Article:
ASICS’ Metaspeed Sky and Edge add to company’s carbon-plated lineup
The company's upcoming releases are designed for the two main types of runnersPhoto by: Kevin Mackinnon
ASICS has announced the release of its latest shoes, both of which will be added to the company’s ‘Speed Series.’ Named the Metaspeed Sky and Metaspeed Edge, the two shoes look pretty much the same, but they are designed for completely different types of runners. Both are carbon-plated, joining the Metaracer as some of the fastest road-running shoes that ASICS has ever produced. The Metaspeed Sky will become available in men’s sizes on March 31, with the women’s shoe on its way in mid-April, and the Metaspeed Edge will be released on June 4 for both men and women.
When the team at the ASICS Institute of Sport Science (ISS) started their research for the Metaspeed, they discovered that there are two main styles of running, and they dubbed these ‘cadence’ and ‘stride.’ Cadence runners increase both their stride length and cadence when they want to go faster, but stride runners maintain the same cadence while lengthening their stride.
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While there are two main types of runners, the ISS determined that the top running shoes on the market mainly benefit stride runners, meaning that cadence runners had to adapt to shoes that weren’t designed for them. ISS sport scientists decided to eliminate that issue, and instead of designing a shoe that would suit one of these runner types better than the other, they created one for each group. That’s how the Metaspeed was born, with the Edge designed for cadence runners and the Sky for stride-style runners.
Looking at exact numbers, ISS says the Sky can reduce a the number of steps a runner takes in a marathon by 1.2 per cent compared to previous ASICS shoes, working out to an estimated 350 fewer steps for stride runners. With the Edge, cadence runners can save a whopping 750 steps over 42K, which is about 2.6 per cent fewer than one would use in other shoes. Fewer steps means you’ll save energy, which can help you run faster overall.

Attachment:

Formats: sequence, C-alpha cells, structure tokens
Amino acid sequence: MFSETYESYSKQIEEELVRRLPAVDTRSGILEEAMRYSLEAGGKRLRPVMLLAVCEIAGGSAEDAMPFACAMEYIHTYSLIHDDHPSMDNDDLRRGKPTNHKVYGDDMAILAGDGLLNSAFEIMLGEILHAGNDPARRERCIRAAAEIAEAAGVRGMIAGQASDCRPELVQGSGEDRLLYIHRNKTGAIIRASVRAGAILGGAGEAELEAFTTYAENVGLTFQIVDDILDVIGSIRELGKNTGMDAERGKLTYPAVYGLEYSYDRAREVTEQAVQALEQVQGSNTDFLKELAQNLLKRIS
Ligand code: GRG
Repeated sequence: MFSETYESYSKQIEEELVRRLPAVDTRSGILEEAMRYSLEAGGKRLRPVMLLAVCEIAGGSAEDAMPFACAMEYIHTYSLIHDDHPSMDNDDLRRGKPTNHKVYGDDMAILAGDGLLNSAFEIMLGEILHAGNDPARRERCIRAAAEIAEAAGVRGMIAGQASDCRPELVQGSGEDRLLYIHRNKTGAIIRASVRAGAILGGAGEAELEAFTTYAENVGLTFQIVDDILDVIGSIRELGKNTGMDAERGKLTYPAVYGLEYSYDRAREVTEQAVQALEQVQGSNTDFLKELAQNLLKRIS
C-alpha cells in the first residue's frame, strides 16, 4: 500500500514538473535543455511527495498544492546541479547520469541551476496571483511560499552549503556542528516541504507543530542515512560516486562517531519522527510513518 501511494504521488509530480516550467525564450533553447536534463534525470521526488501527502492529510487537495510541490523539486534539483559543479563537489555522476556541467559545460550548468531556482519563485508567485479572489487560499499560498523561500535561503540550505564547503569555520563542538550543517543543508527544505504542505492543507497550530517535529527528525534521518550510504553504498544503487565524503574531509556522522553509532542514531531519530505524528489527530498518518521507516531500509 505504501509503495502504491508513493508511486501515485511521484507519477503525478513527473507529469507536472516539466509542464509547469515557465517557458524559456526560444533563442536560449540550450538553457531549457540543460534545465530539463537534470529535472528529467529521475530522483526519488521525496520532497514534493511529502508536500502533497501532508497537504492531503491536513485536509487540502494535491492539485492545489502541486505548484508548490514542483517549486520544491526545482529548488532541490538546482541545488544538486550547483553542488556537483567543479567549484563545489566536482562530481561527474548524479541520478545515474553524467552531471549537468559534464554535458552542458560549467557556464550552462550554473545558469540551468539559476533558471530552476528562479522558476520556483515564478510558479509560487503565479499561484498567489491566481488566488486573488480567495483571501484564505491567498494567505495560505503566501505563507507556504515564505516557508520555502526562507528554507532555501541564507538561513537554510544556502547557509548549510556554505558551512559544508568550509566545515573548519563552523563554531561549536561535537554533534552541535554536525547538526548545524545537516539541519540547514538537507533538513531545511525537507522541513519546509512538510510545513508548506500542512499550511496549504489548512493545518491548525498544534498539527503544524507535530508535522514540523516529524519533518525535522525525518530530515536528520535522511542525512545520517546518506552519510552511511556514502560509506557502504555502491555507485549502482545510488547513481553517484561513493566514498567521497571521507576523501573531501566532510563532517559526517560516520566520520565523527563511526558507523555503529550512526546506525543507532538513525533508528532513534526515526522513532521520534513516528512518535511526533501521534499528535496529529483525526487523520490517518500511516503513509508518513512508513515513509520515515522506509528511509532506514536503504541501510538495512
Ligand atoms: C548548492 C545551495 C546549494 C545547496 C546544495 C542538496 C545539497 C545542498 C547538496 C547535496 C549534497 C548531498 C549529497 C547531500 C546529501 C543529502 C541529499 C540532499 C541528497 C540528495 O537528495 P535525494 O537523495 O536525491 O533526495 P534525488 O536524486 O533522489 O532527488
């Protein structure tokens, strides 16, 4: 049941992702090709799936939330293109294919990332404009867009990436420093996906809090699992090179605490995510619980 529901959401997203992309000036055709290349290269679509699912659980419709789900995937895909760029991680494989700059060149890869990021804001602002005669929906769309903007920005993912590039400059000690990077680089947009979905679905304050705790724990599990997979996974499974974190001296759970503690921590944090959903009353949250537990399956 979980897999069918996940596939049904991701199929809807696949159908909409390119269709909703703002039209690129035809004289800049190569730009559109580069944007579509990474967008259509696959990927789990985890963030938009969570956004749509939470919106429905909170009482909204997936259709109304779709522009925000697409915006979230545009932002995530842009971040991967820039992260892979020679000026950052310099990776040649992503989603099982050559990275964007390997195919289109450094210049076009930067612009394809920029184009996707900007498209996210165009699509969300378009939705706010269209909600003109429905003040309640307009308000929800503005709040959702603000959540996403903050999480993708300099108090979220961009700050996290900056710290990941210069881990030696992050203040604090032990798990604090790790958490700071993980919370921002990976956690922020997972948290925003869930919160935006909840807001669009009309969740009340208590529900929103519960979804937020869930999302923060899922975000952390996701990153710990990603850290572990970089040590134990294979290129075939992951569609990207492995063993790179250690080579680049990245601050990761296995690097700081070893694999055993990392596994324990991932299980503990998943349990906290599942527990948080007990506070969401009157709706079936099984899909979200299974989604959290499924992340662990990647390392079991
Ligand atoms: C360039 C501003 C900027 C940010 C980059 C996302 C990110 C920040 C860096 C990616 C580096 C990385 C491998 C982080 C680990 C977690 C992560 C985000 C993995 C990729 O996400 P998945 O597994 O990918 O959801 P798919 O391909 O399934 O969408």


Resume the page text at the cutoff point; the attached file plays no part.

A closer look
The main differences between the Sky and Edge are weight, midsole thickness, heel-to-toe drop and forefoot curvature. The Sky weighs more than the Edge, coming in at 199 g for stride runners compared to 188 g for cadence style. Considering the fact that it’s the heavier of the two shoes, it makes sense that the Sky has more midsole cushioning than the Edge. The Sky’s heel has 33 mm of foam for men and 31 mm for women, compared to 29 mm and 28 mm in the Edge.
Despite having less cushion underfoot, the Edge sees more of a drop, with 8 mm from heel to toe versus 5 mm in the Sky. Finally, the Sky has a sharper curve in the shoe’s forefoot, while the Edge’s curvature is much less severe.
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Other than that, the two shoes have a lot in common, especially in the materials used to design them. Both have a carbon plate in ASICS’ FF Blast Turbo cushioning, which is the lightest and bounciest midsole foam that the company has created to date. The Sky and the Edge both have a mesh upper, and they’re the same underfoot as well with the ASICSGrip Outsole, which is lightweight and durable with plenty of grip. The price for both shoes is the same, too, and once they’re both released, they will be available for $325.00.
When comparing the Metaspeed shoes to the Metaracer, which ASICS released in 2020, the ISS team says this year’s product uses “a completely new” technology.
“The idea of extending the stride lengths [was] an idea we had for a while which started to formalize about a year ago,” says Norihiko Taniguchi, general manager of the Future Creations Department at the ISS. When designing the Metaracer, he explains, they weren’t focused on stride length, and the ISS instead paid attention to the shoe’s upper structure, hoping that it could help save energy at a runner’s ankles.
Taniguchi adds that the “discovery of the two distinctive running styles” was a “breakthrough” for the ISS, and it’s the inclusion of these two styles that he and his team are excited to see in their shoes. “Through tests, we did observe that runners improve their performance by wearing the model made for [their] running style,” he says.
Some of those tests Taniguchi mentioned took place in actual races when elite athletes from the ASICS team wore the Metaspeed shoes, and they have yielded some impressive results. Sara Hall owns two of those, both of which were PBs in the marathon. She ran to a second-place finish at the London Marathon last October, crossing the line in 2:22:16, four minutes faster than her PB. Just a couple of months later, Hall won The Marathon Project in Arizona, where she bettered her PB again and ran the second-fastest marathon result in U.S. history with a time of 2:20:32.
On the men’s side of the sport, Japanese running star and 2018 Boston Marathon champion Yuki Kawauchi ran to a 47-second PB earlier in 2021 at the Lake Biwa Marathon, where he posted a time of 2:07:27. Like Hall, Kawauchi wore Metaspeeds to help him to that huge result. The Metaspeed Sky and Edge haven’t been around for too long, but they’re already making an impact in the world of running.
Both versions of the ASICS Metaspeed will be available online at asics.com and at select running stores across the country.